September 22, 2008
Â Â Â Being Sexual in the Image of God
Pastor George Van Alstine
This is the third in my series of essays about how we, as Christians, can develop a positive Biblical approach to sex education. In the first, âLocker Room Sex Education,â? I reminded readers about what happens when we donât educate our children about sexuality, but let them discover these things on their own. In the second, I came up with four principles of âBiblical Sex Education,â? which will be further discussed below.
In the second article, I wrote that âthe sexual behavior of adolescentsâ? was not directly discussed in the New Testament. I knew that would raise some eyebrows, and it did. Some readers pointed out that there are a number ofÂ warnings against fornication that can be applied to young people. I think some of these texts may be applied in a secondary way to adolescents, but their main reference is to something more dangerous and sinister. The word used is pornÃ©, from which we get the word pornography. It is the word used to describe prostitutes and prostitution. It is often used of marital infidelity. So pornÃ© refers to illicit, often criminal sexual behavior by adults, not to âdiscovery sexâ? by adolescents. This is why I donât believe it is helpful to use these as prooftexts in teaching youth about sexuality.
Here is the first of the four principles I mentioned in the last article:
(1) A person is created in the Image of God as male or female. Theologians have argued for centuries about what the author of Genesis meant by âthe image of God.â? Suggested answers include a number of ways in which we, as human beings, differ from the animals: intelligence, moral sensitivity, creativity, esthetics, etc. But if you read the text, thereâs only one specific thing thatâs mentioned as part of the image of God:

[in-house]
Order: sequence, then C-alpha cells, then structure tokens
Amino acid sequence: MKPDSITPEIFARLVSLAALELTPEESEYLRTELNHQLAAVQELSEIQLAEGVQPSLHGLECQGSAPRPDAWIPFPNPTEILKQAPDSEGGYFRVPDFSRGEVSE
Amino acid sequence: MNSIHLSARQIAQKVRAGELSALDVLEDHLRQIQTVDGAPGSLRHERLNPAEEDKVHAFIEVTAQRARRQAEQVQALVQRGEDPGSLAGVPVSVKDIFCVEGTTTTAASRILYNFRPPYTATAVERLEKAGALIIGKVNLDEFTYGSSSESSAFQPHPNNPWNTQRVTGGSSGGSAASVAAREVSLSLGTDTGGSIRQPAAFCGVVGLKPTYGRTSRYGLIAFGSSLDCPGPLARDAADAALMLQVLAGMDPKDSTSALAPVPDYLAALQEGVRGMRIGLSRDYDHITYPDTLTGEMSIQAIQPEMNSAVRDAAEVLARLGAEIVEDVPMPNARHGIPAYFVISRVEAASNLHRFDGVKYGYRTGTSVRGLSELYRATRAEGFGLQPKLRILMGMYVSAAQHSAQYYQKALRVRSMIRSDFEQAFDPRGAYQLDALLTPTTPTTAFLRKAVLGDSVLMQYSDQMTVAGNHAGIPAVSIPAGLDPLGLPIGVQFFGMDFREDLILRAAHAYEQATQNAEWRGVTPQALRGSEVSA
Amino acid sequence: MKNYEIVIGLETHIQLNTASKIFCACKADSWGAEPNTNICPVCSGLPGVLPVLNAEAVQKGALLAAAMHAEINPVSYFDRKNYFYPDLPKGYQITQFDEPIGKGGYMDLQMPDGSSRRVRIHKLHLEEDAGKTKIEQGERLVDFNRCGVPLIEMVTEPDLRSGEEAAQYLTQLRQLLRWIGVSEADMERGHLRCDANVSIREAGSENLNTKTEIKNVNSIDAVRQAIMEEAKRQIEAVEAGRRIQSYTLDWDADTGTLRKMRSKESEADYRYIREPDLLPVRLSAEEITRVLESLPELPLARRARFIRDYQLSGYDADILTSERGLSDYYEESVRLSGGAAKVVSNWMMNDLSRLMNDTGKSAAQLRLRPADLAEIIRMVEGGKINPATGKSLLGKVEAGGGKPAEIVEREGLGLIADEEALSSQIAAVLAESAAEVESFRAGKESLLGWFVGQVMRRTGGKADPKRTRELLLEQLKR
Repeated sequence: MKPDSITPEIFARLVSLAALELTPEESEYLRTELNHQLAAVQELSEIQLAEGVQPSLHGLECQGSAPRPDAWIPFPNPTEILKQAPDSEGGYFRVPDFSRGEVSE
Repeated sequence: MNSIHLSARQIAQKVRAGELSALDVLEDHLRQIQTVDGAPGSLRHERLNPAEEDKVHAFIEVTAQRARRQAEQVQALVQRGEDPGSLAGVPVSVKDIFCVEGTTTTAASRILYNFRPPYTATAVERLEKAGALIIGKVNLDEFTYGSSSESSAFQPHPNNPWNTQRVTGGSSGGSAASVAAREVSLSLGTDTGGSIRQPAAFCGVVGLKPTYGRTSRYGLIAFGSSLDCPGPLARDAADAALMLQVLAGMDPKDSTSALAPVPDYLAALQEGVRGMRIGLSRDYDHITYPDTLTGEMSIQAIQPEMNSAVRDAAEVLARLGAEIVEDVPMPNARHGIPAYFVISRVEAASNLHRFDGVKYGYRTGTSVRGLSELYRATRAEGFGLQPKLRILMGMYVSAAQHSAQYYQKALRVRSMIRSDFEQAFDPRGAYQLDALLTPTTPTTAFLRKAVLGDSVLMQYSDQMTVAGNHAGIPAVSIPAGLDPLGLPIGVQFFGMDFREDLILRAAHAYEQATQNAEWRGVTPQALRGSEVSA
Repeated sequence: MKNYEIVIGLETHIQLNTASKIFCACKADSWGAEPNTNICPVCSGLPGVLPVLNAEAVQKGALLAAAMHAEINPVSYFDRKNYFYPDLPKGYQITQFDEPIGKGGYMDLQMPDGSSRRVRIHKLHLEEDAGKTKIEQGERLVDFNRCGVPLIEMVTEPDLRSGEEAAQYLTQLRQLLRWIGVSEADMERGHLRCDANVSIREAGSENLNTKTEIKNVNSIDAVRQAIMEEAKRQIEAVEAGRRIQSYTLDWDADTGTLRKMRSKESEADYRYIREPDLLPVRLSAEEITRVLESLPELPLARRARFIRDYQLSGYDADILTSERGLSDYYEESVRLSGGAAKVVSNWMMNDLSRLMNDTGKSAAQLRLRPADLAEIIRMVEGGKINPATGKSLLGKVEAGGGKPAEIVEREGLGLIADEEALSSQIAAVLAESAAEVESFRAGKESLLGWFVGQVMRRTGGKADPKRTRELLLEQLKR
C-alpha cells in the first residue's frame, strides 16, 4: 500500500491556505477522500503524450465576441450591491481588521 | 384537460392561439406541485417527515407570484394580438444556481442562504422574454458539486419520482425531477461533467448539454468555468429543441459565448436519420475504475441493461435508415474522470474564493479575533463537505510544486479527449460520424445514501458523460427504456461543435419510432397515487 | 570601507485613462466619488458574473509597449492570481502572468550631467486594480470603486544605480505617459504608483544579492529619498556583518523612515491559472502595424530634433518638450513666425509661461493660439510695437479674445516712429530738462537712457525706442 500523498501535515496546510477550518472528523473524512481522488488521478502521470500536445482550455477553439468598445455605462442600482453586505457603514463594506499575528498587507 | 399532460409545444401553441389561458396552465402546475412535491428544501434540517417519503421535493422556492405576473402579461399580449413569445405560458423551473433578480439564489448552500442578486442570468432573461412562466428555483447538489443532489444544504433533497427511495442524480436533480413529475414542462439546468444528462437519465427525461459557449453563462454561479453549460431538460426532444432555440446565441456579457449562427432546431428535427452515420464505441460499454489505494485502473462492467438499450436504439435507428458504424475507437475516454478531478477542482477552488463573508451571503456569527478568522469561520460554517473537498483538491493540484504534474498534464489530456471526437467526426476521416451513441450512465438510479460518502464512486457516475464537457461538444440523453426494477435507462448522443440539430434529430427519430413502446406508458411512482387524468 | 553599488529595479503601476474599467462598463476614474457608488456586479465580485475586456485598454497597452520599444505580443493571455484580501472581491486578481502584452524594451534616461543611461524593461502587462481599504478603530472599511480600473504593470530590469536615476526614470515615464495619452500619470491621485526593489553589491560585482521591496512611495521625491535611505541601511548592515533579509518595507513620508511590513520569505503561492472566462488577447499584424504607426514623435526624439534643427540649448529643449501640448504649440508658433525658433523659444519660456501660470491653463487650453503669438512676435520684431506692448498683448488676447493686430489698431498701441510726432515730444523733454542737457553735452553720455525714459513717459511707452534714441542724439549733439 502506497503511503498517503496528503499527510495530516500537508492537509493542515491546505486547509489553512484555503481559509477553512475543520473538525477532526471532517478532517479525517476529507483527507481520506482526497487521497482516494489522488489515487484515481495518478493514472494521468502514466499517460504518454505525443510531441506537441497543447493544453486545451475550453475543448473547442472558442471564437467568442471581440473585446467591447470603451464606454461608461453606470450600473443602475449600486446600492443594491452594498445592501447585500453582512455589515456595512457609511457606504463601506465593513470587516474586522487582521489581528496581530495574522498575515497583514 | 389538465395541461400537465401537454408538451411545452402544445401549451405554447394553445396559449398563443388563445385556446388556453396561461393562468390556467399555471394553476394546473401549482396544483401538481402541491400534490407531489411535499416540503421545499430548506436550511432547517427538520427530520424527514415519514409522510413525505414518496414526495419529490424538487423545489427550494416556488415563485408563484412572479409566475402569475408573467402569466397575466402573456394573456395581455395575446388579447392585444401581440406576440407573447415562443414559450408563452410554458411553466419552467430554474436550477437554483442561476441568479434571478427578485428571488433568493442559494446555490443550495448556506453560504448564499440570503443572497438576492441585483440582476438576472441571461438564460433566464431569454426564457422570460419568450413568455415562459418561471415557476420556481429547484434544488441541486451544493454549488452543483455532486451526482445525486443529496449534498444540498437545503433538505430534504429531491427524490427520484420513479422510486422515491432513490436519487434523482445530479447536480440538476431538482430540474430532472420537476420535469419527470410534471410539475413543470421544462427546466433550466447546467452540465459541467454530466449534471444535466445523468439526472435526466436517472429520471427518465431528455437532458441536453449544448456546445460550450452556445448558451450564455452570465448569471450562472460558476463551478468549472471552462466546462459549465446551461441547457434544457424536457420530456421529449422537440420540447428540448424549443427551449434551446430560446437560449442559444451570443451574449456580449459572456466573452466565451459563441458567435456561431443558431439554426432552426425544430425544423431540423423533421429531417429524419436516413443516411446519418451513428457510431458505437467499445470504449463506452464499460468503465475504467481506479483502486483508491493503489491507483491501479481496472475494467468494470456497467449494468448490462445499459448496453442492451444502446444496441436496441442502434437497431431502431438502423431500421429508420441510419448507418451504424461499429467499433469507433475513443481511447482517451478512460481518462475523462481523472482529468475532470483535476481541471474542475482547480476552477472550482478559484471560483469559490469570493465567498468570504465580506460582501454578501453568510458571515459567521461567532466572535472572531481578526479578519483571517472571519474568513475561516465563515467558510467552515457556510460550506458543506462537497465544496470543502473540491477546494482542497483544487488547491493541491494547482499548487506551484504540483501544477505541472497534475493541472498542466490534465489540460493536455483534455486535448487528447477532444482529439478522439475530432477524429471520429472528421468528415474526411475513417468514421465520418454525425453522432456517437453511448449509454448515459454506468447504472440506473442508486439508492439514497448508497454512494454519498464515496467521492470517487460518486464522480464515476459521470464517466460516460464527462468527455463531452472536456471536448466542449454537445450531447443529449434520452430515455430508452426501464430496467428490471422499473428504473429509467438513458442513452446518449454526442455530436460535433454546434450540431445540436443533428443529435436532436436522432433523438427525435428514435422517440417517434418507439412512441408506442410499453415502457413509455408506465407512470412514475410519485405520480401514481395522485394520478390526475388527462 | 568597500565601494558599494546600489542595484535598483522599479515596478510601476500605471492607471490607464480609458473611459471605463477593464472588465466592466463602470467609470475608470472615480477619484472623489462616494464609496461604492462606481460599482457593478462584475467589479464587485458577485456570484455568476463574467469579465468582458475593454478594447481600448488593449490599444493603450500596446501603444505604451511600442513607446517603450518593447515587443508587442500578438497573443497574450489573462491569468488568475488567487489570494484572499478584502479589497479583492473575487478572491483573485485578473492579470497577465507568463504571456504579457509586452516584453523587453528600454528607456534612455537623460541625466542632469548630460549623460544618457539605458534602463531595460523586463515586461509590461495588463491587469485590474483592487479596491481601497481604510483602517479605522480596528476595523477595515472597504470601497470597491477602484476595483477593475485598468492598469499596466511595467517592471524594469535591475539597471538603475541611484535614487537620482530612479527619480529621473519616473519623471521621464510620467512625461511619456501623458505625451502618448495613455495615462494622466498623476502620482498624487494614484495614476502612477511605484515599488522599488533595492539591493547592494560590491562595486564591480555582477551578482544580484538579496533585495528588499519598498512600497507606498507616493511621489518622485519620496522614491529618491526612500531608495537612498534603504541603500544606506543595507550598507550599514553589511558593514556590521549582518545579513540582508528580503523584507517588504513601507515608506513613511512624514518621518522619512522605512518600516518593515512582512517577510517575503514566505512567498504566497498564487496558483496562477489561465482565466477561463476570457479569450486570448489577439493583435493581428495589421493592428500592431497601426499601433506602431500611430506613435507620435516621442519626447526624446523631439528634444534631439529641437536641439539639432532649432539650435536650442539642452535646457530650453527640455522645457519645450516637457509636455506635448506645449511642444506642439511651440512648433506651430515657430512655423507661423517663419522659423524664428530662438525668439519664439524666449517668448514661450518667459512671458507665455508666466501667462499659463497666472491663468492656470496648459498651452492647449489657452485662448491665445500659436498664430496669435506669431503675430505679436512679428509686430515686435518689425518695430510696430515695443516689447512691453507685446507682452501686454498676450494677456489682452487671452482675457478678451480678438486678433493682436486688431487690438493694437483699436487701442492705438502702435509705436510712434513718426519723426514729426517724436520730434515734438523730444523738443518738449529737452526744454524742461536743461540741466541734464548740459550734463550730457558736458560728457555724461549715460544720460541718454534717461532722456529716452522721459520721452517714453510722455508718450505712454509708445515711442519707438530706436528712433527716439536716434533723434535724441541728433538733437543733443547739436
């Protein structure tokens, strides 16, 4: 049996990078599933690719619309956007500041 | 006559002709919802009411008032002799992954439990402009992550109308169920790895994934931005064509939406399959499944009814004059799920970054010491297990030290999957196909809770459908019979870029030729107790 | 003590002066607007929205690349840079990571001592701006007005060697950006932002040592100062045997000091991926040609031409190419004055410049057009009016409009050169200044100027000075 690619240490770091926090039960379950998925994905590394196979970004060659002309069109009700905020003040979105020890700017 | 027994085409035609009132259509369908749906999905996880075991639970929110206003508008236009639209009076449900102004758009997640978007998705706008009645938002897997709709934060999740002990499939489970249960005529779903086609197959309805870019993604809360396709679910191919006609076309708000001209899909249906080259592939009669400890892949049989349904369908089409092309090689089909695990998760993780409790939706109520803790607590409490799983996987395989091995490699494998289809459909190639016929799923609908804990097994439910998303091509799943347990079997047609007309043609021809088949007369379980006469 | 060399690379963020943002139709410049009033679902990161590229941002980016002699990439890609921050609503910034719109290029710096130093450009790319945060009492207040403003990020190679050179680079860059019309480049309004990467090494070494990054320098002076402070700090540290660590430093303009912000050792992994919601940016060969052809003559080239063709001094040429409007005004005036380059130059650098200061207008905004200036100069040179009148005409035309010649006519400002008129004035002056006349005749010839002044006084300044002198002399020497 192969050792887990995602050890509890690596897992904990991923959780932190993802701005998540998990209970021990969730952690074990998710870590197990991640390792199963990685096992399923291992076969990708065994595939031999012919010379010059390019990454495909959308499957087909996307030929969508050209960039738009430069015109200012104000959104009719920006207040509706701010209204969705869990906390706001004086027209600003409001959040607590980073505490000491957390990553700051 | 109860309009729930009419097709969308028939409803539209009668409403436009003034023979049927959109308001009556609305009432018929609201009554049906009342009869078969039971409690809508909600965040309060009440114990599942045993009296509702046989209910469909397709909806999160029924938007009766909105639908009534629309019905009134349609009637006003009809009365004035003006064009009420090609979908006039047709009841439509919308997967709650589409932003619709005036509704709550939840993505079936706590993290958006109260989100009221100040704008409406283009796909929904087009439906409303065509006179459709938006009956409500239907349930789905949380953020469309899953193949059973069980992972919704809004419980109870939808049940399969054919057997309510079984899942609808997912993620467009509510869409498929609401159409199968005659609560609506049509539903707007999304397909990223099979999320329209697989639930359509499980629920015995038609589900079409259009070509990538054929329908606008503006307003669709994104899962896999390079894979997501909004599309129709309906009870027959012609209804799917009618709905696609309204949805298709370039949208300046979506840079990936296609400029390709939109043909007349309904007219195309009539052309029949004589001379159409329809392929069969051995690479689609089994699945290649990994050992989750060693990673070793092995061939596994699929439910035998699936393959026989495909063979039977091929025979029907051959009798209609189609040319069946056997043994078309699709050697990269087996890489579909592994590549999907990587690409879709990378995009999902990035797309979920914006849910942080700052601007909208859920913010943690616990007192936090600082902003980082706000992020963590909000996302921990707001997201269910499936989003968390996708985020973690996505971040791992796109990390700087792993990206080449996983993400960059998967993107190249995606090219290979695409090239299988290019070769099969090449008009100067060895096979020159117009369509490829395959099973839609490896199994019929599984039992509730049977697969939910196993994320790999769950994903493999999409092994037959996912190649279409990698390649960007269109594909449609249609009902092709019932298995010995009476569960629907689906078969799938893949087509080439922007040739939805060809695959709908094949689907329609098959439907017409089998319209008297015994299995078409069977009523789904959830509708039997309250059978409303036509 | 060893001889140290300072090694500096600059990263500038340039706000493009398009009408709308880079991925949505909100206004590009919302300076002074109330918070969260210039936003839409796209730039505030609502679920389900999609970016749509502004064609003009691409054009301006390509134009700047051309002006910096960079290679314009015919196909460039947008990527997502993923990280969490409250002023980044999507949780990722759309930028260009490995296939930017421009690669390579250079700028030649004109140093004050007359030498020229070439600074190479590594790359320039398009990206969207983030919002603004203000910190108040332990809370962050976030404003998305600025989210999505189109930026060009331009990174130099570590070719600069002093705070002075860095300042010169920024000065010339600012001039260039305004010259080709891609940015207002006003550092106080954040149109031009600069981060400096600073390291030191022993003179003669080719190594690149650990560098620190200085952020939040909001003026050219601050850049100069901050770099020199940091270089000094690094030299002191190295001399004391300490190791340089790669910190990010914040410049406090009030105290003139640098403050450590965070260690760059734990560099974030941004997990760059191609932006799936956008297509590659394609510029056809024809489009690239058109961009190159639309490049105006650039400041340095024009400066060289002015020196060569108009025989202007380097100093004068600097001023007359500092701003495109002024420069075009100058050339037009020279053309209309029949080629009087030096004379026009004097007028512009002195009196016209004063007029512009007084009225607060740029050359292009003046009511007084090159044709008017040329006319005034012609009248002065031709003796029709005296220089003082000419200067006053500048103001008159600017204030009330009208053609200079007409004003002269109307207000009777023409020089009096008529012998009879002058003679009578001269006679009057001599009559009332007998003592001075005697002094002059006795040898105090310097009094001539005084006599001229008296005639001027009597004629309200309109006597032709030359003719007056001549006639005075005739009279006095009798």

âSo God created humans in his image, in the image of God he created them; male and female he created them.â? (Genesis 1:27)
Surprisingly, the thing mentioned about humans, in which Godâs image can be seen, is something we have in common with the animals: our sexual nature as male and female.
How does our maleness or our femaleness reflect what God is like? How do we rise above the animals in a part of our nature that can be quite beastly? This is an intriguing question, and one that should be continually asked by each of us.
What an opportunity this perspective gives to parents, teachers, and pastors in their work with emerging adolescents! It can be exciting to discuss with a teenaged girl or boy how their new feelings and sense of self can be ways of knowing God better. From this point of view, their growing sexuality can be seen as an enabling spiritual process, rather than as a fleshly enemy of the spirit. Christian parents, teachers and pastors can be catalysts for this understanding of sex, if they have already come to appreciate it in their own lives.
I guess itâs obvious that Iâll need at least a fourth article to discuss the other principles Iâve suggested:
(2)Â A personâs Mind is the primary processor and definer of the way life is lived.
(3)Â A personâs Body is an essential part of who the person is and the arena in which life is lived.
(4)Â A personâs Spirit is the creative and dynamic expression of the person by which life is given its ultimate significance.